Data and Tools
Get current water conditions that are important to you, such as water levels, streamflow, temperatures, and more.
Nationally, USGS surface-water data includes more than 850,000 station years of time-series data that describe stream levels, streamflow (discharge), reservoir and lake levels, surface-water quality, and rainfall. The data are collected by automatic recorders and manual field measurements at installations across the Nation.
Site Number 12046260 Elwha River at diversion near Port Angeles, WA
This mapper provides results from the largest-ever assessment of water quality changes in the Nation's streams and rivers. More than 185 million water-quality records from over 600 Federal, State, Tribal, and local organizations were screened as part of this assessment.
This mapper provides results from the largest-ever assessment of water-quality changes in the Nation's streams and rivers. More than 185 million water-quality records from over 600 Federal, State, Tribal, and local organizations were screened as part of this assessment.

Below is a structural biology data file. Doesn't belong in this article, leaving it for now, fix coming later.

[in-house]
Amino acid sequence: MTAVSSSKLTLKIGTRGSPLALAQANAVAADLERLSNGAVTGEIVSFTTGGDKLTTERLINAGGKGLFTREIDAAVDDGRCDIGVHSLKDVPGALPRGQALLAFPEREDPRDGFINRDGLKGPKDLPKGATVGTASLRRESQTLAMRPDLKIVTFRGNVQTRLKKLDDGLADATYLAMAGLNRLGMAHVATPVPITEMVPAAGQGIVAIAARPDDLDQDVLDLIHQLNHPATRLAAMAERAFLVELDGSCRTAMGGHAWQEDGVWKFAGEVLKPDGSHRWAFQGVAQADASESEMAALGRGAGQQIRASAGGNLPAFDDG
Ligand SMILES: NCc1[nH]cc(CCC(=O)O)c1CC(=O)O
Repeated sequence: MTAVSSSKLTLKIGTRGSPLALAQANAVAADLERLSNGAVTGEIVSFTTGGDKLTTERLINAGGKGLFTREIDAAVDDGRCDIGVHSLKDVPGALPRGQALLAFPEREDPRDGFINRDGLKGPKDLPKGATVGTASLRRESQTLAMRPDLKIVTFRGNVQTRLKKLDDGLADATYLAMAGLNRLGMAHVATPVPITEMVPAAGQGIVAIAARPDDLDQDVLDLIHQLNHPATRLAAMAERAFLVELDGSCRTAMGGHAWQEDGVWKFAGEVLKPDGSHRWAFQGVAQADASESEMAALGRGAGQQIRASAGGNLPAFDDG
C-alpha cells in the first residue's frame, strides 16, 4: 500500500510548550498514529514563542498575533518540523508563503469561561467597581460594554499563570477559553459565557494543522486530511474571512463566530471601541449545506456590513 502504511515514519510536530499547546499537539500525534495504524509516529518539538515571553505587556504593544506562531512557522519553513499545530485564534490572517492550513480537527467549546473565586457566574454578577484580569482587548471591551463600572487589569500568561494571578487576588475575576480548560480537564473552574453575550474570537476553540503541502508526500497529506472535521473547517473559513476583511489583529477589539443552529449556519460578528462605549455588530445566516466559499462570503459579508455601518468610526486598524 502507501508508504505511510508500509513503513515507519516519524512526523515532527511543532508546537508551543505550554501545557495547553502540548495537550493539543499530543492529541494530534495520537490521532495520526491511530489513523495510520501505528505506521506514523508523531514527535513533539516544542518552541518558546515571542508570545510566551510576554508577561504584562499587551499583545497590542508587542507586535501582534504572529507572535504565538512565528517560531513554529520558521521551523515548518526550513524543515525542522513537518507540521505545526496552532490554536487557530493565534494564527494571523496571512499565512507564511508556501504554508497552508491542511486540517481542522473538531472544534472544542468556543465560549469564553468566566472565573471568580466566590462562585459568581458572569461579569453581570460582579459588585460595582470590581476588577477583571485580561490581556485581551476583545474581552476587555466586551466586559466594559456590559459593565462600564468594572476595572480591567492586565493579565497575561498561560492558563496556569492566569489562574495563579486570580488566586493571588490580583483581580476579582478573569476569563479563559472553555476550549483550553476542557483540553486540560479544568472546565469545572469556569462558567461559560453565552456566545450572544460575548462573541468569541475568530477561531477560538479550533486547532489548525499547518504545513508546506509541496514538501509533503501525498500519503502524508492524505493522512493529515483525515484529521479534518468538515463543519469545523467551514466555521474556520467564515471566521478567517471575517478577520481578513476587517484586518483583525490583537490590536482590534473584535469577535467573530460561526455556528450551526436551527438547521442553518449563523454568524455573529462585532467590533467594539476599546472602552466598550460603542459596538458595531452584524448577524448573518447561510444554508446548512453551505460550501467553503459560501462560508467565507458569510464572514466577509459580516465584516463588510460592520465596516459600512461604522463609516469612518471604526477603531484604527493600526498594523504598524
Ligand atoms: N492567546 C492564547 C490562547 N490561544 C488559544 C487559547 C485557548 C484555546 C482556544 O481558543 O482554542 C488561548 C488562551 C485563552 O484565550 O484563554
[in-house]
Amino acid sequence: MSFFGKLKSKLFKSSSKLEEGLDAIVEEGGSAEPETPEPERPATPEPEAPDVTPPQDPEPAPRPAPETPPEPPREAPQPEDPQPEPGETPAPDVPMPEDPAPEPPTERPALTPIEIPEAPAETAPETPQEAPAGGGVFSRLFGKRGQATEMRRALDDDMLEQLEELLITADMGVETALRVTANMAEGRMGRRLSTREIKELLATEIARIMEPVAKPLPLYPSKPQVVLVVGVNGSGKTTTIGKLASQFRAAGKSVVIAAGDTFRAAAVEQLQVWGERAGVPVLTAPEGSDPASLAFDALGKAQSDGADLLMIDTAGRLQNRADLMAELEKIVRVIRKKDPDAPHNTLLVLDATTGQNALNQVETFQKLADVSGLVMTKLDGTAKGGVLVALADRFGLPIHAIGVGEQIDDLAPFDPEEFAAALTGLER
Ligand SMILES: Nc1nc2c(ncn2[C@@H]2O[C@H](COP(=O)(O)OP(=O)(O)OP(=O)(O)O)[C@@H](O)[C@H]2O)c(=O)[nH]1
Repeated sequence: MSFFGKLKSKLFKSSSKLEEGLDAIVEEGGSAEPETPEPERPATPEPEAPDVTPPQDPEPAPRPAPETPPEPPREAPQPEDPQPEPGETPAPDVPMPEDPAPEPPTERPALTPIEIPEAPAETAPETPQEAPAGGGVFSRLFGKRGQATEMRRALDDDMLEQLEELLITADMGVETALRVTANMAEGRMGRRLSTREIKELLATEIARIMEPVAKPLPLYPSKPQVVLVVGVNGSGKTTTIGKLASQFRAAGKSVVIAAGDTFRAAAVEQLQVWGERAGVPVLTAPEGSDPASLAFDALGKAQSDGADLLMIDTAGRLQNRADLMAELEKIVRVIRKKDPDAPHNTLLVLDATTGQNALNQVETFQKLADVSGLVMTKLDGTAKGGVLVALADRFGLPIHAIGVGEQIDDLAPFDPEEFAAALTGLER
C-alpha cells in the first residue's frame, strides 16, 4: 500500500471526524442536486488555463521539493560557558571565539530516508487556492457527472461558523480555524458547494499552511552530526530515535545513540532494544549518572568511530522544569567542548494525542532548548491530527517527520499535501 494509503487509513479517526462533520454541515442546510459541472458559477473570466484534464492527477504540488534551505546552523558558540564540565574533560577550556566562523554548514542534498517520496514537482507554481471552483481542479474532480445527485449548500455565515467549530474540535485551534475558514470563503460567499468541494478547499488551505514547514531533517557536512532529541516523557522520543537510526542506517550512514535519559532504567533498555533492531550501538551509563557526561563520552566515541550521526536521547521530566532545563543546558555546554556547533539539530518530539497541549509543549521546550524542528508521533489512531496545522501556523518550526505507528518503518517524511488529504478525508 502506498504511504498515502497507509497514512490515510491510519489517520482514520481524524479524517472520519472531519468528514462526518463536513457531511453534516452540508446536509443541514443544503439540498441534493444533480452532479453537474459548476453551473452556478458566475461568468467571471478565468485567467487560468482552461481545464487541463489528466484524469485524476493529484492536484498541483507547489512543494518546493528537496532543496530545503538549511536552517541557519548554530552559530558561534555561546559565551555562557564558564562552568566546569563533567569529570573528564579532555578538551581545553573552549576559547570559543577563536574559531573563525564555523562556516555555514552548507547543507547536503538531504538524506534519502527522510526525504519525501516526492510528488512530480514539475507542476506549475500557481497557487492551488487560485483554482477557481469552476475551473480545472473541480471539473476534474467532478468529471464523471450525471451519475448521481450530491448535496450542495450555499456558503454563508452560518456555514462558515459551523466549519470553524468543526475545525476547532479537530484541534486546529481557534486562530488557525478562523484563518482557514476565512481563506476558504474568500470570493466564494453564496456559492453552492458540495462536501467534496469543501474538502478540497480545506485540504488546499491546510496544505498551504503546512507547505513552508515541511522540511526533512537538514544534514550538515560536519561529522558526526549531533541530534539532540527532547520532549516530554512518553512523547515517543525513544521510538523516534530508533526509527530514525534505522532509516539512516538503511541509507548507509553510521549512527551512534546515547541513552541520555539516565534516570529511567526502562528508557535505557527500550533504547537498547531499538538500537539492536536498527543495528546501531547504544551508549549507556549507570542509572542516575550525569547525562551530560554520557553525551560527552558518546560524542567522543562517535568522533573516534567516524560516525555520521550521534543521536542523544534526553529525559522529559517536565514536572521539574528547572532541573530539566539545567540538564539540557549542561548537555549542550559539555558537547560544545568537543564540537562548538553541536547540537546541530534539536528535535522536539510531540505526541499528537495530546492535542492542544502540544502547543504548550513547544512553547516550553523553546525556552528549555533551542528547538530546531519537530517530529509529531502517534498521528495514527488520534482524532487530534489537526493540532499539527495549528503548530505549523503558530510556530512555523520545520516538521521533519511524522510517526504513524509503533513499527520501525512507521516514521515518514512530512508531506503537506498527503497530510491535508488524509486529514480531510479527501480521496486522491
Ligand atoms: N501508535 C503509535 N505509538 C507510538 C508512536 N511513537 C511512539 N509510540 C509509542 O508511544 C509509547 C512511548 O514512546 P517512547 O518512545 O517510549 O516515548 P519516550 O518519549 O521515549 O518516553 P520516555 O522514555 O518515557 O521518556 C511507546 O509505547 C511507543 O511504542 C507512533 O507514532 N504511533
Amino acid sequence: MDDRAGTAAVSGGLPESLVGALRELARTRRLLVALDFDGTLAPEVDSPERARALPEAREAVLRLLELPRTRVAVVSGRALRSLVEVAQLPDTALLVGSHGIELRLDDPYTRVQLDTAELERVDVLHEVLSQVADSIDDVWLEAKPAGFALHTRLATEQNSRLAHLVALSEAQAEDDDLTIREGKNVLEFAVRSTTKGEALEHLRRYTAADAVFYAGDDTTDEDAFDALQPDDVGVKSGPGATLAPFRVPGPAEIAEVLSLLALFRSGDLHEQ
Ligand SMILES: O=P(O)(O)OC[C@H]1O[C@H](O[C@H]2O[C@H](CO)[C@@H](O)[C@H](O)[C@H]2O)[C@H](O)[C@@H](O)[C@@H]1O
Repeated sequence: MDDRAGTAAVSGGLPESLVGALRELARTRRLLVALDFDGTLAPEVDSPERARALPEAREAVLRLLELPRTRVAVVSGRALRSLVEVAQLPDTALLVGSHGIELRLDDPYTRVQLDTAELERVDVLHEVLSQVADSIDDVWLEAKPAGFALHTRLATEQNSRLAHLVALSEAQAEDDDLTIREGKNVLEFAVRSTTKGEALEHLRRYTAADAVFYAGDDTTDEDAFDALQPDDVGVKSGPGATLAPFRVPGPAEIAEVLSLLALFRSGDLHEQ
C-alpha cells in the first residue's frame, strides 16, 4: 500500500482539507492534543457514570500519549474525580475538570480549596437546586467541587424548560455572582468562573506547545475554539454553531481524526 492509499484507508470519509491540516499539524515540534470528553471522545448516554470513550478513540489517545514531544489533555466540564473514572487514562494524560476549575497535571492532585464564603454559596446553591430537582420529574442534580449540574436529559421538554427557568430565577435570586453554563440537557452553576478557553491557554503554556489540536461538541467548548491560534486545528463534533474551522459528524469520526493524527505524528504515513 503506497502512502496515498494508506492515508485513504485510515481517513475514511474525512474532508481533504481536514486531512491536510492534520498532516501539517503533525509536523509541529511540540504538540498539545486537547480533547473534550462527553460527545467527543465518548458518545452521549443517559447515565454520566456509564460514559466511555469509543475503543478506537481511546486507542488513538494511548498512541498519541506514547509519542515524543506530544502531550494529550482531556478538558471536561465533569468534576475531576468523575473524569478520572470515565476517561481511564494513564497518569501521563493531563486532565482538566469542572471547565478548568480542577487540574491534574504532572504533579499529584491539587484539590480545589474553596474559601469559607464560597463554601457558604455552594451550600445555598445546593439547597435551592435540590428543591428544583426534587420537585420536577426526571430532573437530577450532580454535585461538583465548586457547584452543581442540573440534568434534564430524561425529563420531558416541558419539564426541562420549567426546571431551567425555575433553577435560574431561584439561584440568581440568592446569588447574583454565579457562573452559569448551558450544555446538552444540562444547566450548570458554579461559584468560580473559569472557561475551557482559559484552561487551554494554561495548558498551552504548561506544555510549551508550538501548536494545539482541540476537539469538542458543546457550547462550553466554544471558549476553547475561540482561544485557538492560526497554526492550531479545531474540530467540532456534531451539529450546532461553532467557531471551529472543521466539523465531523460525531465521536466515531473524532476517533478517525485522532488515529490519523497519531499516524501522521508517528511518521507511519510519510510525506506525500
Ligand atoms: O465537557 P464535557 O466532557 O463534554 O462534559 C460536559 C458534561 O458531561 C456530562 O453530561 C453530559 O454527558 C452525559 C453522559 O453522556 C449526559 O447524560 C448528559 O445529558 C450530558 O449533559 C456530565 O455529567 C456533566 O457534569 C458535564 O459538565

This site serves USGS water data (streamflow, groundwater, water quality, site information, and statistics) via automated means using web services and extensible markup language (XML), as well as other popular media types. Services are invoked with the REST protocol. These services designed for high fault tolerance and very high availability.
This interactive webmap plots water-quality data from domestic and public-supply wells sampled by the USGS for the California Groundwater Ambient Monitoring and Assessment Program (GAMA) Priority Basin Project, and allows users to download datasets.
How do we use water in the U.S.?
We all depend on water every day, ranging from the water from our faucets, to the food we eat, to much of the electricity we use. The U.S. and its territories used nearly 322 billion gallons of water per day in 2015. This would cover the continental U.S. in about two inches of water over the course of a year. The national breakdown of...
National water-use data are reported by source (surface water or groundwater, fresh and saline, and total), and category for the United States as a whole. The water-use data presented here are the current best estimates, and may have been revised from previous publications.
Interactive access to coastal change science and data for our Nation’s coasts. Information and products are organized within three coastal change hazard themes: 1) extreme storms, 2) shoreline change, and 3) sea-level rise. Each data item represents an individual research product, with some items grouped together as aggregates to show the breadth of the topic and make it easy to explore.